Need to KnowFebruary 28, 2022
Meanwhile, On the Home Front
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Elizaveta Peskova, the daughter of Russian President Vladimir Putin’s spokesman, Dmitry Peskov, recently posted a “No to war!” message on Instagram. As the Independent explained, 24-year-old Peskova was not the only child of a powerful Russian figure who has spoken out against the war.
“The biggest and most successful lie of Kremlin’s propaganda is that most Russians stand with Putin,” wrote Sofia Abramovich, 26, the daughter of Chelsea Football Club owner Roman Abramovich, on social media.
Oligarchs’ daughters don’t necessarily reflect the pulse of the nation. But they illustrate how many Russians are opposed to Russian President Vladimir Putin’s decision to attack Ukraine.
A majority of Russians might not even support the war. Half of the Russians surveyed in a CNN poll said they believed Russia had the right to use force to prevent the former Soviet republic of Ukraine from joining NATO. Twenty-five percent didn’t support the use of force. Another 25 percent were undecided.
A journalist for the Toronto Star likened the tense mood on the streets of Moscow to the days of the Soviet Union when the government would brook no show of dissent despite percolating frustration with the country’s leadership. But those days are long gone. People are making their voices of opposition heard.
The police recently arrested thousands of protesters who took to the streets to call for an end to the ongoing Russian invasion of Ukraine. “I thought that we would never see a war like this in the 21st century,” protester Alexander Belov told the Guardian at an anti-war rally in Moscow. “It turns out we live in the Middle Ages.”
Despite those sentiments, the “rally around the flag” effect has sent Putin’s popularity soaring. Some Russians agree with Putin’s averred reasons for the war – the prevention of NATO pressuring or launching attacks against Russia from Ukraine, which has been taken over by “neo-Nazis,” the New York Times reported.
Meanwhile, as Westerners watch scenes of aggression against Ukraine, Russians are tuning into a completely different show, says Politico EU.
But analysts writing in a Washington Post op-ed also noted that Putin depends on scapegoating foreign (and domestic) enemies in order to retain his autocratic grip on power. That reasoning could explain why 69 percent of Russians now support their president, an eight percent increase since August. Less than 30 percent now disapprove of his job performance.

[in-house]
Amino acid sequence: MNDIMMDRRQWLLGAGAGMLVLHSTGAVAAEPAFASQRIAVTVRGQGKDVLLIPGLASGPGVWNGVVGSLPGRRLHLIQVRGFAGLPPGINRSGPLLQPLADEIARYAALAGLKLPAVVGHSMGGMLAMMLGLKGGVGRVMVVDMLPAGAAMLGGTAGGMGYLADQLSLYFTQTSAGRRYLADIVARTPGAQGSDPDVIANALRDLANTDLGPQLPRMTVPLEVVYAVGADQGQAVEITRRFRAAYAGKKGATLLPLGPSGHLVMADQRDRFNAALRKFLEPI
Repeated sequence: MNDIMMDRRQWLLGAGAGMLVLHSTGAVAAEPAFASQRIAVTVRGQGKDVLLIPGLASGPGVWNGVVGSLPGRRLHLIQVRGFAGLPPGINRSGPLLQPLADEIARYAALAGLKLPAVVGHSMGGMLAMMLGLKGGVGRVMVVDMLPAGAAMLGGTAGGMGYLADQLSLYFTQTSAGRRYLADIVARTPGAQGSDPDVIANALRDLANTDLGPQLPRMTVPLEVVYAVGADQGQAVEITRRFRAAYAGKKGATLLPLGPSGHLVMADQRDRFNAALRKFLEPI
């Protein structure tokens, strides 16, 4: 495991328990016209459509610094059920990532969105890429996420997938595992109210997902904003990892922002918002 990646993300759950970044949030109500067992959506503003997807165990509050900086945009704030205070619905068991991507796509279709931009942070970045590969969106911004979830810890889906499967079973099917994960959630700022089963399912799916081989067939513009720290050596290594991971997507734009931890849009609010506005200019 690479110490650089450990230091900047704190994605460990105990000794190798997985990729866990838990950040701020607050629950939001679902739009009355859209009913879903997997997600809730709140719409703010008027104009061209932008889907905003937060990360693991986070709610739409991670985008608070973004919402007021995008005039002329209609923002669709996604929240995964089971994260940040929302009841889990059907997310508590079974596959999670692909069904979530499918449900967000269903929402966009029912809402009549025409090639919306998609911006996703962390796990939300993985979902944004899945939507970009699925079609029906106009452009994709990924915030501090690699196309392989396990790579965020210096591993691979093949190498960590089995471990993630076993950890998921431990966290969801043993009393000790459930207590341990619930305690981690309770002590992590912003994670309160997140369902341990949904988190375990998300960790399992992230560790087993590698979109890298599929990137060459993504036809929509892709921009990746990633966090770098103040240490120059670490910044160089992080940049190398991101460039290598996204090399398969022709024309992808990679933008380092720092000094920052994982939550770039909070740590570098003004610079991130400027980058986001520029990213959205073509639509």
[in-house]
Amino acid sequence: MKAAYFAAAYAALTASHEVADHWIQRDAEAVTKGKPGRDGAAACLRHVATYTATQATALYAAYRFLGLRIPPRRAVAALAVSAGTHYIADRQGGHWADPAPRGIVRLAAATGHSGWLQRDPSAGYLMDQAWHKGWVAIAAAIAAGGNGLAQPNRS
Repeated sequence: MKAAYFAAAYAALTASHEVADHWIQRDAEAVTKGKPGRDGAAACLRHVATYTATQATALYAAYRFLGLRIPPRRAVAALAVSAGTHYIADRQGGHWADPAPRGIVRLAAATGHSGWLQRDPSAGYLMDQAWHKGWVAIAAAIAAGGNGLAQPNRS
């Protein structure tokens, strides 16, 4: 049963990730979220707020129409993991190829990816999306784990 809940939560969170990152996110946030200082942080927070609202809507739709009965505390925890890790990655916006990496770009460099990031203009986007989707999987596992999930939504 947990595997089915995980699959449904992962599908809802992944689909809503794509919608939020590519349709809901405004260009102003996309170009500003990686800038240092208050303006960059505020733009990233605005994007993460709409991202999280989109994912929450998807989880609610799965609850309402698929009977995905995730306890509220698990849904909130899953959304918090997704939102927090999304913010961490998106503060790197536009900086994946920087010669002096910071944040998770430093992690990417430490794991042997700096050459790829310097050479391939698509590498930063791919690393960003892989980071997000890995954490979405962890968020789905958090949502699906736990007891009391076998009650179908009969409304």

But such bumps in support don’t often last, argued Arik Burakovsky, a Russian expert at Tufts University, in the Conversation. As Ukrainian forces kill Russian troops and body bags return home, and as Western-imposed sanctions intending to choke Russia’s fortified but still-vulnerable economy, Russian public sentiment could quickly shift.
The Carnegie Center in Moscow, for example, warned that Russians are looking at a decade of “unpaid bills and economic stagnation.” Many might recall similar privations in the latter stages of the Soviet Union and wonder if Putin, a former KGB officer who is seeking to revive a glorified past, has their best interests in mind.
Acclaimed Russian writer, Vladimir Sorokin, says no, he doesn’t, just like all leaders before him going back to Ivan the Terrible in the 16th century who sat atop the “pyramid of power.” The Putin the world now sees, “is a monster – crazed in its desires and ruthless in its decisions (who) had grown gradually, gaining strength from year to year, marinating in its own absolute authority.” But Putin, he adds, sits on a “crumbling pyramid of power.”
On the Ukrainian home front, meanwhile, President Volodymyr Zelenskyy has mobilized nearly the entire country to fight. Ukrainians are singing their national anthem in subways as they sit out Russian bombings, picking up guns at pop-up distribution centers and berating Russian soldiers on the street, all while bombing tanks, killing Russian soldiers and celebrating holding off Russian advances for another day. They are enduring a nation-building experience – paid in blood – that is likely to produce a more independent Ukraine with a greater sense of itself instead of the opposite.
Putin might be birthing a country only to destroy it while losing his own in the process.
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